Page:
Light-induced dark states of organic fluochromes enable 30 nm resolution imaging in standard media.  Biophysical Journal: Biophysical Letters 96: L22-L24 (2009).  Introduction of a technique known as reversible photobleaching microscopy (RPM) that employs single-molecule imaging to monitor the stochastic return of emitters from a dark state. Specimens were bathed in standard aqueous or glycerol based media to generate images having approximately 30-nanometer lateral resolution.

Steinhauer, C., Forthmann, C., Vogelsang, J. and Tinnefeld, P.

Superresolution microscopy on the basis of engineered dark states.  Journal of the American Chemical Society 130: 16840-16841 (2008).  The authors control fluorophore blinking for superresolution microscopy in standard saline solution after enzymatic removal of oxygen and addition of ascorbic acid. Using carbocyanine dyes and total internal reflection, blink microscopy is able to achieve a resolution of less an 50 nanometers.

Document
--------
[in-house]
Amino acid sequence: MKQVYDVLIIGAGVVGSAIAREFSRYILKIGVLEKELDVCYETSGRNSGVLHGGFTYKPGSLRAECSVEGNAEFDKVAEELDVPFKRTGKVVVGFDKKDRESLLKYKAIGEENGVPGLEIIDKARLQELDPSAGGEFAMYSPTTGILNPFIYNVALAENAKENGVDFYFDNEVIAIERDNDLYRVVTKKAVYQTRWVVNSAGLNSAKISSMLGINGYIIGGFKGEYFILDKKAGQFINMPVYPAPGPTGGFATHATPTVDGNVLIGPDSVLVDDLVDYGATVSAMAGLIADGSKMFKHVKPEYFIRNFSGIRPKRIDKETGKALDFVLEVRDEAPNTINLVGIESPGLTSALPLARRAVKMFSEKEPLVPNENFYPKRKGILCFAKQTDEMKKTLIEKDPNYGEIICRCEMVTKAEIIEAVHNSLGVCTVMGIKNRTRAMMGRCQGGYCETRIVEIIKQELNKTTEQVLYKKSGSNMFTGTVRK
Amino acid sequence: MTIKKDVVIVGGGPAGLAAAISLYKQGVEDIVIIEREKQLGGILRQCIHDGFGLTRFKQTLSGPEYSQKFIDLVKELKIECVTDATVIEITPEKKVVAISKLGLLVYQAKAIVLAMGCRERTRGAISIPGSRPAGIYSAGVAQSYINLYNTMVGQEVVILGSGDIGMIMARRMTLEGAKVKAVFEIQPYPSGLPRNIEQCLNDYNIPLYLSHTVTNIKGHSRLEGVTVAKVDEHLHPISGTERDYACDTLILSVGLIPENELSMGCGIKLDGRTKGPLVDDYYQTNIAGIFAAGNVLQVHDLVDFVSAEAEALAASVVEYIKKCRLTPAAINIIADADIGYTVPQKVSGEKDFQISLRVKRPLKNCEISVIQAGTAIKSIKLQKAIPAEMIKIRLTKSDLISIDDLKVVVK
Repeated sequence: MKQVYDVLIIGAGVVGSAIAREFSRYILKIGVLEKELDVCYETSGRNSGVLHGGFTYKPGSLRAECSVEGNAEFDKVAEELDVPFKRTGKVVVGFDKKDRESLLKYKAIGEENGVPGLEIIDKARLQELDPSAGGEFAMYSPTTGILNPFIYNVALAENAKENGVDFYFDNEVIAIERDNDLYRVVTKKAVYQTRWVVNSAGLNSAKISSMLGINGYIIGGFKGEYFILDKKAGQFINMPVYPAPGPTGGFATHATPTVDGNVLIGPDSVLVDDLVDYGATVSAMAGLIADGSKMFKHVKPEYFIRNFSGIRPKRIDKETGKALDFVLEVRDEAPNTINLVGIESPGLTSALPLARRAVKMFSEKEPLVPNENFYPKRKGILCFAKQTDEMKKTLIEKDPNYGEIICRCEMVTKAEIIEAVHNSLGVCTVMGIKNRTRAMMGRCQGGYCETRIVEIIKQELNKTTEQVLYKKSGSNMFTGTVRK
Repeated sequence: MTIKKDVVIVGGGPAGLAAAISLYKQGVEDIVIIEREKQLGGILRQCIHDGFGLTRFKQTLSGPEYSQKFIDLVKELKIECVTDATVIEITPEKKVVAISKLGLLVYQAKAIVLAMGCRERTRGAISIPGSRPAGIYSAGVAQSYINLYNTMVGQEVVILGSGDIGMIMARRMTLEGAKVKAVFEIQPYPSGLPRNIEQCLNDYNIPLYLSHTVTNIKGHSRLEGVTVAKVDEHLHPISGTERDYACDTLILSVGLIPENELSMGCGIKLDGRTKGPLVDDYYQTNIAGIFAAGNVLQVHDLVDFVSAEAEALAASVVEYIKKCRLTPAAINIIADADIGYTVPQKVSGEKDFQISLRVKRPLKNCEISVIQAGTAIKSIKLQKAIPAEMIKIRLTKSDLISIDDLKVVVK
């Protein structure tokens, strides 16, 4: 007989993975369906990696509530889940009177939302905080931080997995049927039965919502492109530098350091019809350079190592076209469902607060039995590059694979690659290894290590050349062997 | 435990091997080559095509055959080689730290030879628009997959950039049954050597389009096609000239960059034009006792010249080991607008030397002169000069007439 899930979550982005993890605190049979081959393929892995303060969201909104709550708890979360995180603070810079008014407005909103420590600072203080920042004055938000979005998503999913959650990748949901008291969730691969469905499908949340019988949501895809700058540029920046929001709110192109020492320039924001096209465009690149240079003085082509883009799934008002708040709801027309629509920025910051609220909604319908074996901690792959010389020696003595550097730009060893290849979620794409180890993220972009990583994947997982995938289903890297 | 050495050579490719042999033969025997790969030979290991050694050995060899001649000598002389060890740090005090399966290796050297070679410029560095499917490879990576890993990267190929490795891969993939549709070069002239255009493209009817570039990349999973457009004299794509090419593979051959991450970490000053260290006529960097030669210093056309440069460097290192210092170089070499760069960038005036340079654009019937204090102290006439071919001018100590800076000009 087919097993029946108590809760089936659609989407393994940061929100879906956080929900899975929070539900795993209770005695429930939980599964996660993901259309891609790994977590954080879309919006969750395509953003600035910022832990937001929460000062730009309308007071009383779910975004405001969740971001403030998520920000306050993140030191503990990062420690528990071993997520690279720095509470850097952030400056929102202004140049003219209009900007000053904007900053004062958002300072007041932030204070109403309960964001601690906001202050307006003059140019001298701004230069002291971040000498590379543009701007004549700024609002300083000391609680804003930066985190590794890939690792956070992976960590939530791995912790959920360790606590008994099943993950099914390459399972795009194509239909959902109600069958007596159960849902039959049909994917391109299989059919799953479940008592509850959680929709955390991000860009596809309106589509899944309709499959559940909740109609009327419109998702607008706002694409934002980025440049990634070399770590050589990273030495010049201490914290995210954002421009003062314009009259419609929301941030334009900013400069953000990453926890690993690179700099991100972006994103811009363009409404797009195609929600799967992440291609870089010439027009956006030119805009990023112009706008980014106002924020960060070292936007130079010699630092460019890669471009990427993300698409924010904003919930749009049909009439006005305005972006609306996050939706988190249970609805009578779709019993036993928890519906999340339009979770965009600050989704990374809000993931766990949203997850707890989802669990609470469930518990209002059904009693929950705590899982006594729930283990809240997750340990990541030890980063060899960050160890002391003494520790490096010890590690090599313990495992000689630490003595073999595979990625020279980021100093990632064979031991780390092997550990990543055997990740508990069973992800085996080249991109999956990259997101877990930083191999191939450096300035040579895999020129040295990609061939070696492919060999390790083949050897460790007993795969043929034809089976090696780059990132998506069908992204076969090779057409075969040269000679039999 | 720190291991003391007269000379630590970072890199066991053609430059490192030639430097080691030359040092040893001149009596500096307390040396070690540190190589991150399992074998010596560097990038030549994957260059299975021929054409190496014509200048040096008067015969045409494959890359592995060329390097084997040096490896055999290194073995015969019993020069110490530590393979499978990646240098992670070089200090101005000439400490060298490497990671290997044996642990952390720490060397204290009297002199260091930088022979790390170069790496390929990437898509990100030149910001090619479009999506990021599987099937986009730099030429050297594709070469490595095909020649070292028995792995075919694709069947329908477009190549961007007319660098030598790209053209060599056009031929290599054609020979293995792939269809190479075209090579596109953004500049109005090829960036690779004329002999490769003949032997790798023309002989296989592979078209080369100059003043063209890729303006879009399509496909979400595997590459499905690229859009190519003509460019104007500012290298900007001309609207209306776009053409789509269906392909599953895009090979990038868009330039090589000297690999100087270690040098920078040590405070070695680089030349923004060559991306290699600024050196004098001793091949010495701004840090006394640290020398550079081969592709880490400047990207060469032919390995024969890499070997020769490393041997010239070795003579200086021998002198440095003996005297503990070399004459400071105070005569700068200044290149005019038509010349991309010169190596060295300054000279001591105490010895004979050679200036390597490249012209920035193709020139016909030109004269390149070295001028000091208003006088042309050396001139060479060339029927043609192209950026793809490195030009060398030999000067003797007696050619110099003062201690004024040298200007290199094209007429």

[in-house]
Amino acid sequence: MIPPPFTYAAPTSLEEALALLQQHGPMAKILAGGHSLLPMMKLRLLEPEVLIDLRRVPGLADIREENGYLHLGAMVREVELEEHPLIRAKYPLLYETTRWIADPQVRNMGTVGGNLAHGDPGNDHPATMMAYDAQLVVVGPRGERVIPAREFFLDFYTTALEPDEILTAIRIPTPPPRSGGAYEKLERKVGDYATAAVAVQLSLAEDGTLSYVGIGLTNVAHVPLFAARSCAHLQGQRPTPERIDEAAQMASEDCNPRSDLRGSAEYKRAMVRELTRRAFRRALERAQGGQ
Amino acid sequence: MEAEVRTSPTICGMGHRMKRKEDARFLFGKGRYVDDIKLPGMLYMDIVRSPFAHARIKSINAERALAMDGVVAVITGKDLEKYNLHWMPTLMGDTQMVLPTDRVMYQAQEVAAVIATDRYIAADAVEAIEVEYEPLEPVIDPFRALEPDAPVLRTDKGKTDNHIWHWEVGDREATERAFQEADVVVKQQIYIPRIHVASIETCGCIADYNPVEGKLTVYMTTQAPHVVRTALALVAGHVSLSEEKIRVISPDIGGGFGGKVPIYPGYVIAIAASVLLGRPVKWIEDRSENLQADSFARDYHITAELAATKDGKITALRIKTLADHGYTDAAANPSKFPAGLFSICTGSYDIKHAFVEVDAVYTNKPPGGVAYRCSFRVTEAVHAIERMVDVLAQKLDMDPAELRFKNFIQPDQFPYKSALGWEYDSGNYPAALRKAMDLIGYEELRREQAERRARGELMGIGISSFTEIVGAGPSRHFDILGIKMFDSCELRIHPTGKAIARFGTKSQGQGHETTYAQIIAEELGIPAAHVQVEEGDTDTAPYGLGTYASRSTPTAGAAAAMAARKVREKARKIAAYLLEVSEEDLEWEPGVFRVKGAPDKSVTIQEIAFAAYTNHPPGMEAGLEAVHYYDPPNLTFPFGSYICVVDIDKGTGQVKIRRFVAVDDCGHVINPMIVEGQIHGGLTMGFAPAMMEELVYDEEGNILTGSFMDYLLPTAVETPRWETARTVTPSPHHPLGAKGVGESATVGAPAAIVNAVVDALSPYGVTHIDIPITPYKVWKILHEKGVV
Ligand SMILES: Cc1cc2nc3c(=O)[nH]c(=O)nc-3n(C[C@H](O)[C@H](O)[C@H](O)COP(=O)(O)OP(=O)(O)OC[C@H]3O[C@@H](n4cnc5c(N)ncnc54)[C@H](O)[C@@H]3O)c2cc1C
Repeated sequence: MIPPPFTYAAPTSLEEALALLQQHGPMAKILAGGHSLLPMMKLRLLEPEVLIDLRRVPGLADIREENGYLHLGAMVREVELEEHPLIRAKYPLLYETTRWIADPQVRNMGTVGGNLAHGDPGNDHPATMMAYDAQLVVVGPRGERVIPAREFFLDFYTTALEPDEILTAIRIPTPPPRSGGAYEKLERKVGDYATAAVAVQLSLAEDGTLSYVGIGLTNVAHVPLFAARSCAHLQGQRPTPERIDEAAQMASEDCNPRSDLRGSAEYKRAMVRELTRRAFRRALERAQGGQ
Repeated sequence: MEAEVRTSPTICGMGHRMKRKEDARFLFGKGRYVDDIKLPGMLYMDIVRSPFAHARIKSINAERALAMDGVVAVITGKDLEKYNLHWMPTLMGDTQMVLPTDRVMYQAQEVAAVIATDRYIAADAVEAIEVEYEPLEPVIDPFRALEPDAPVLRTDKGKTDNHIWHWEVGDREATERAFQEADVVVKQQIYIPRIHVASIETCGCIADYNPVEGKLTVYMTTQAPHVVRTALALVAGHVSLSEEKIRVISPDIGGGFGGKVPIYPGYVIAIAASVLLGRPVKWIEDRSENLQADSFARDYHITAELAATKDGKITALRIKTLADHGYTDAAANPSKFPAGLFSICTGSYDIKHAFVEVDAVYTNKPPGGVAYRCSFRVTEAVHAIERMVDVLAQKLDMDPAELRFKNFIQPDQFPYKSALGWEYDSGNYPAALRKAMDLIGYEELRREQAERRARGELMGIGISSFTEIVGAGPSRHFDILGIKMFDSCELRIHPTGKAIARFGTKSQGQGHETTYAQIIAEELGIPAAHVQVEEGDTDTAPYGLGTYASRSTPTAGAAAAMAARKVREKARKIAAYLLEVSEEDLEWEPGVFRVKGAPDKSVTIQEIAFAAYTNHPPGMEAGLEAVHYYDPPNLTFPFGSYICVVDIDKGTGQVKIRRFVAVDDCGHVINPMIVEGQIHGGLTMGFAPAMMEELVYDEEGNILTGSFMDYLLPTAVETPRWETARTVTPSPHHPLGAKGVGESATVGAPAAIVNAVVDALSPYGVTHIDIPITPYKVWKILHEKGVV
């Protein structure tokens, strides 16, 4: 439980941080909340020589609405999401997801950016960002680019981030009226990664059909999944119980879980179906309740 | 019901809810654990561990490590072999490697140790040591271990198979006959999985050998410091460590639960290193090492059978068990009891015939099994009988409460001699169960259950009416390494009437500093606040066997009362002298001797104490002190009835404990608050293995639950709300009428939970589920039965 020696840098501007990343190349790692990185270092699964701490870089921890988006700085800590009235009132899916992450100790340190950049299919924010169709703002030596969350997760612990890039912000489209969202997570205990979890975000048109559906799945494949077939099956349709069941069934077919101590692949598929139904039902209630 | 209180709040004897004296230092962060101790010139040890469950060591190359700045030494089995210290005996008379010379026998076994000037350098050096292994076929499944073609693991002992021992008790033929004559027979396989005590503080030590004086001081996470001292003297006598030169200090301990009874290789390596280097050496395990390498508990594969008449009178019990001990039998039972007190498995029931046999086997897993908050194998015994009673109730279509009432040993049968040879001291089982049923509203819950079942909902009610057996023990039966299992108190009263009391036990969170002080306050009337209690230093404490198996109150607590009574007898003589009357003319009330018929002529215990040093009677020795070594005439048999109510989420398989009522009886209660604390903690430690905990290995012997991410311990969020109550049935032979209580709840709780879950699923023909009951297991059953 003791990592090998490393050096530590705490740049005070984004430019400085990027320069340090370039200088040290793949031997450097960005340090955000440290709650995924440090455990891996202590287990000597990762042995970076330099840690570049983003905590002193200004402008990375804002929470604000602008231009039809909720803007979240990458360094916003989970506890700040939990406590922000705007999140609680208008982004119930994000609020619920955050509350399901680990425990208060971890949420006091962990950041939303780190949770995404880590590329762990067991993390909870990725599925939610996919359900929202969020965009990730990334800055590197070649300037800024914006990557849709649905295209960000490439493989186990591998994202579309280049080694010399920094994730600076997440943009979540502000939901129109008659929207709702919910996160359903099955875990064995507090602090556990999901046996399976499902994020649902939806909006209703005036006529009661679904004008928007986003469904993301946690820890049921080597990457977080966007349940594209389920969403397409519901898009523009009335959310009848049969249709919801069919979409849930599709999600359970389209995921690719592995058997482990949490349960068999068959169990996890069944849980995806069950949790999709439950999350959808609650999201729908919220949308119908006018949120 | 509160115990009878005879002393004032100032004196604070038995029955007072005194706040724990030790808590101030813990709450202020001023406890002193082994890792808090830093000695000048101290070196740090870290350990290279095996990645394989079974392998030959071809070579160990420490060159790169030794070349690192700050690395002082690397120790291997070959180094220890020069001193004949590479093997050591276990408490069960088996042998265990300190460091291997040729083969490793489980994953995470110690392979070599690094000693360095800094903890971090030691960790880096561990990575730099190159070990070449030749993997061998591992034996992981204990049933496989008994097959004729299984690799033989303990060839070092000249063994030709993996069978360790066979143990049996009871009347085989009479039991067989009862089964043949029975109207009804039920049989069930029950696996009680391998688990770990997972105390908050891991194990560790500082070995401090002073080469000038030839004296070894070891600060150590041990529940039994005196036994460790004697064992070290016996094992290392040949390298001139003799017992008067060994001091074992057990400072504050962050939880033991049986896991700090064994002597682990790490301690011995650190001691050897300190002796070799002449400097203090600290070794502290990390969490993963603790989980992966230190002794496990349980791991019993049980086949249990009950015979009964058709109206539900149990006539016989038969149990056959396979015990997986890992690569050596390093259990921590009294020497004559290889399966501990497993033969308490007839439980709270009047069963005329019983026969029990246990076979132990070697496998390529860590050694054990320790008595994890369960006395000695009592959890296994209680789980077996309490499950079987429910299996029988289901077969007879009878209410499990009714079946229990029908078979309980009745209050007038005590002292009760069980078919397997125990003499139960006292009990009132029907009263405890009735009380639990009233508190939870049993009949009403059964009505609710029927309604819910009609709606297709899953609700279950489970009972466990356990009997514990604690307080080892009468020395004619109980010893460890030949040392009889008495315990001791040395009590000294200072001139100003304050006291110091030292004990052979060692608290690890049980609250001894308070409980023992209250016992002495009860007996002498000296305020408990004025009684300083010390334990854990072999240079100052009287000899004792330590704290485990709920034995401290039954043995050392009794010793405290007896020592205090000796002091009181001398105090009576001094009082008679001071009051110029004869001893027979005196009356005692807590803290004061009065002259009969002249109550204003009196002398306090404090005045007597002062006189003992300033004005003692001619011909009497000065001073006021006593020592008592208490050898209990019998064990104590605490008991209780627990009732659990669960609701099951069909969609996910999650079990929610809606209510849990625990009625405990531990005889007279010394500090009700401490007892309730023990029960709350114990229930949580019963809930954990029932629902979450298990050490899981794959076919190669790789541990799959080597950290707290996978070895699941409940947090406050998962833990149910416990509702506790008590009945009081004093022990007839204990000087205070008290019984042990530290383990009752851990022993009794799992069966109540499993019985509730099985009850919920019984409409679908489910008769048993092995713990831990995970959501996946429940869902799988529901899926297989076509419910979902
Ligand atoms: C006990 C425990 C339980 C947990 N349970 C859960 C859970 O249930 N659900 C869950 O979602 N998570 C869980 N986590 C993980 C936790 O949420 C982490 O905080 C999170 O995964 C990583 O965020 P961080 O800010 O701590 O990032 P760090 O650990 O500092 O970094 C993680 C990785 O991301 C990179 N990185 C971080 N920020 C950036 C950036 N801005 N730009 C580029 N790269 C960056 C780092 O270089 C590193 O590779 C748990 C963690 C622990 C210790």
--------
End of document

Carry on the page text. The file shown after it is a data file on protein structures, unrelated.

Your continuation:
Vogelsang, J., Cordes, T., Forthmann, C., Steinhauer, C. and Tinnefeld, P.

Controlling the fluorescence of ordinary oxazine dyes for single-molecule switching and superresolution microscopy.  Proceedings of the National Academy of Sciences (USA) 106: 8107-8112 (2009).  An excellent demonstration of how adjustment of fluorophore properties and environmental conditions allows the use of ordinary fluorescent probes (such as ATTO 655) as efficient single-molecule photoswitches that can be imaged using superresolution microscopy techniques.

van de Linde, S., Kasper, R., Heilemann, M. and Sauer, M.

Photoswitching microscopy with standard fluorophores.  Applied Physics B 93: 725-731 (2008).  A detailed discussion of subdiffraction resolution fluorescence imaging based on light-induced photoswitching of individual fluorophores. In the presence of low concentrations of reducing, thiol-containing compounds, the density of fluorescent molecules can be adjusted to enable multiple localizations of individual fluorophores at approximately 20-nanometer resolution.